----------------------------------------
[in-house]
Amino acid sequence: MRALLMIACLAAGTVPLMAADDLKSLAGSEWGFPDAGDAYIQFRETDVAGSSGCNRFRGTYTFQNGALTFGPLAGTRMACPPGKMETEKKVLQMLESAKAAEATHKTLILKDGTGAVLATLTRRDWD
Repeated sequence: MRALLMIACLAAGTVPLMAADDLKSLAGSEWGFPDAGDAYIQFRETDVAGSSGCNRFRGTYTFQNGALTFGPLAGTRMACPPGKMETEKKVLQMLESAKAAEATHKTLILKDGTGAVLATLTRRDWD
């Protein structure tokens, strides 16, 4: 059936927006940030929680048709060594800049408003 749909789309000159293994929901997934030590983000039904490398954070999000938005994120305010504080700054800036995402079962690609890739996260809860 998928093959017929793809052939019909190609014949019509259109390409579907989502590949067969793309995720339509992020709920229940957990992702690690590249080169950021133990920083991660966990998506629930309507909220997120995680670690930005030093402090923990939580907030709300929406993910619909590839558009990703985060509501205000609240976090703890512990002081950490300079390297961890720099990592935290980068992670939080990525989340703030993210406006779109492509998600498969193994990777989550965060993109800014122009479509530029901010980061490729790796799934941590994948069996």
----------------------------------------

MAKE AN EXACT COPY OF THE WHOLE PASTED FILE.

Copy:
[in-house]
Amino acid sequence: MRALLMIACLAAGTVPLMAADDLKSLAGSEWGFPDAGDAYIQFRETDVAGSSGCNRFRGTYTFQNGALTFGPLAGTRMACPPGKMETEKKVLQMLESAKAAEATHKTLILKDGTGAVLATLTRRDWD
Repeated sequence: MRALLMIACLAAGTVPLMAADDLKSLAGSEWGFPDAGDAYIQFRETDVAGSSGCNRFRGTYTFQNGALTFGPLAGTRMACPPGKMETEKKVLQMLESAKAAEATHKTLILKDGTGAVLATLTRRDWD
């Protein structure tokens, strides 16, 4: 059936927006940030929680048709060594800049408003 749909789309000159293994929901997934030590983000039904490398954070999000938005994120305010504080700054800036995402079962690609890739996260809860 998928093959017929793809052939019909190609014949019509259109390409579907989502590949067969793309995720339509992020709920229940957990992702690690590249080169950021133990920083991660966990998506629930309507909220997120995680670690930005030093402090923990939580907030709300929406993910619909590839558009990703985060509501205000609240976090703890512990002081950490300079390297961890720099990592935290980068992670939080990525989340703030993210406006779109492509998600498969193994990777989550965060993109800014122009479509530029901010980061490729790796799934941590994948069996």